Election fraud allegations will erode Putin’s legitimacy

United Russia has retained supermajority in the State Duma at the price of growing public discontent with the Kremlin.

Members of a local election commission count ballots at a polling station inside Kazansky railway terminal after polls closed during the parliamentary election in Moscow on September 19, 2021 [Reuters/Evgenia Novozhenina]

Russia held its legislative elections over three days between September 17 and 19, with the ruling United Russia party winning 324 seats in the 450-seat State Duma. Many observers have found the outcome of the vote messy and confusing and this is because it was messy and confusing by design.

The elections were marred by accusations of deception, manipulation and outright fraud, which the opposition claims allowed the Kremlin to declare victory, despite declining public support for United Russia. Indeed, this victory comes at the cost of legitimacy.

Of course, this election was in no way similar to what people call “elections” in democratic countries. Polls in Russia are hardly “free” as true opposition forces are not allowed to register parties; the ones that are permitted to do so are controlled to a varying extent by the presidential administration.

The top figure of what observers call “non-systemic opposition”, Alexey Navalny, has made multiple attempts to register a party since 2012, but has been refused every single time. Despite his exclusion from official party politics, he managed to grow and nurture the country’s largest and most efficient opposition network, becoming the de facto main political rival of President Vladimir Putin.

Navalny is currently serving a jail sentence after barely surviving a poisoning with a nerve agent, which was blamed on Russian secret services by open-source investigators at the UK-based Bellingcat collective. But this kind of treatment by the Kremlin only reaffirms his status of Putin’s enemy number one.

Navalny’s allies, many of whom have been forced to flee the country, devised a strategy of voter mobilisation with the aim of derailing as many of the Kremlin’s candidates at local and national elections as possible. They called it, “Smart Voting”.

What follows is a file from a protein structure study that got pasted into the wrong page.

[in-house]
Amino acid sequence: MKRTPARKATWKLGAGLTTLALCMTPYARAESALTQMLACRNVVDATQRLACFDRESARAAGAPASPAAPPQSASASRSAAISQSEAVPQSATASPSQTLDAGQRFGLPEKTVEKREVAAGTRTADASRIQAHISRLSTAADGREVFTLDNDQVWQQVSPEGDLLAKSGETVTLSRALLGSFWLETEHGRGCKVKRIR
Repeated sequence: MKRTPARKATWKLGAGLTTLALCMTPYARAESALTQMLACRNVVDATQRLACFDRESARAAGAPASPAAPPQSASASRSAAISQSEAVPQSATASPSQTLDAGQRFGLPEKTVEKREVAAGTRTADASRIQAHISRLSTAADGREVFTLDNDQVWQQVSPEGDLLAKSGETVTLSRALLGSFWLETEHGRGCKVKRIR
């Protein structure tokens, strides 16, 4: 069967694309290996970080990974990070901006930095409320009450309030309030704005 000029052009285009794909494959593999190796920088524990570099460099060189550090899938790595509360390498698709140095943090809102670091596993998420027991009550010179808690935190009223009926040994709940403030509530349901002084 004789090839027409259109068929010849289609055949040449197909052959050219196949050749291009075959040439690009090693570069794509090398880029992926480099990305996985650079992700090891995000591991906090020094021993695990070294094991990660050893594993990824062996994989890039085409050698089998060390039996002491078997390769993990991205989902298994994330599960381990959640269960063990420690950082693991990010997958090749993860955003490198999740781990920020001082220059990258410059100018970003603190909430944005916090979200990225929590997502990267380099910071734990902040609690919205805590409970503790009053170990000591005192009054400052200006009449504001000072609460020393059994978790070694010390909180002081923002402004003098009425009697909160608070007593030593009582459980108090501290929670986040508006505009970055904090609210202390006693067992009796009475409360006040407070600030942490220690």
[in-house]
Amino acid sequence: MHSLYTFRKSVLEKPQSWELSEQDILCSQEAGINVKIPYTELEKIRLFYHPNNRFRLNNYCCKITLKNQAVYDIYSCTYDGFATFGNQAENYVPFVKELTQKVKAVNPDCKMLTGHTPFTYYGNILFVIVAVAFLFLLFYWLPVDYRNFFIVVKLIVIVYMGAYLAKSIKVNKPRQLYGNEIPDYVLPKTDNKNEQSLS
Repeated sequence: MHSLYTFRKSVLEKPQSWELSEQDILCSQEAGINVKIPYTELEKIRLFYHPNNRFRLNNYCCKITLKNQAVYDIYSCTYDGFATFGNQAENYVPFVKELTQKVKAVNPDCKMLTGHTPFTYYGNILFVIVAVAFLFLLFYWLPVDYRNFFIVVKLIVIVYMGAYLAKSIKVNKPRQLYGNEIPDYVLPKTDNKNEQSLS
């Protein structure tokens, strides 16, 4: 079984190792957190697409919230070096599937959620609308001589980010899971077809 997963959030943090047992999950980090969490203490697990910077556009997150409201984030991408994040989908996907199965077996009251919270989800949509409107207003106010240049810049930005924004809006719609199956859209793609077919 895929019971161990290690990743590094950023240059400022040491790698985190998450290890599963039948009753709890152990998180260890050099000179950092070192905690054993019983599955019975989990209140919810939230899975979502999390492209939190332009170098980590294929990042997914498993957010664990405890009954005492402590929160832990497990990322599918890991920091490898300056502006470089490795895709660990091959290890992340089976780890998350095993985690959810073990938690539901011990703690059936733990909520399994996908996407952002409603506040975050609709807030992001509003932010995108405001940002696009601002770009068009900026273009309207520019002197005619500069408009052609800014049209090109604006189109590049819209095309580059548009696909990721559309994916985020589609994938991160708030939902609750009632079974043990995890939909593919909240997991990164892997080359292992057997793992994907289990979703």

On the eve of the election, they published a list of candidates from establishment parties, other than United Russia, who had the best chance of defeating United Russia members. The Kremlin responded by attempting to suppress the circulation of the list using every possible means. That included pressuring global digital giants like Apple, Google and Telegram, which shamefully caved in and removed Navalny’s apps, videos and online documents containing Smart Voting information.

The outcome of the standoff between the Kremlin and Smart Voting proponents proved patchy, allowing Team Navalny to claim a measure of success with the caveat that its main regional victories were stolen through previously unseen levels of election fraud. Here is how it worked.

Half of the seats in the elections were allocated to party lists and half to individual candidates running. United Russia won just less than 50 percent of party list votes, down from 54 percent in 2016, but it won 88 percent of single-seat constituencies. Thus, it retained a super-majority in the Russian Duma, which allows it to change the constitution as it pleases. The Communist Party came second, making considerable gains, likely thanks to pro-Navalny votes.

But official figures do not add up. First of all, opinion polls conducted by government pollsters on the eve of the election suggested that United Russia could only hope for just more than 40 percent of party-list votes. The surge of up to 9 percent at the election is hard to explain, unless one assumes a large-scale fraud. The gap between polls and election results was even wider in Moscow, Russia’s most opposition-minded city, making residents wonder where all these United Russia supporters came from.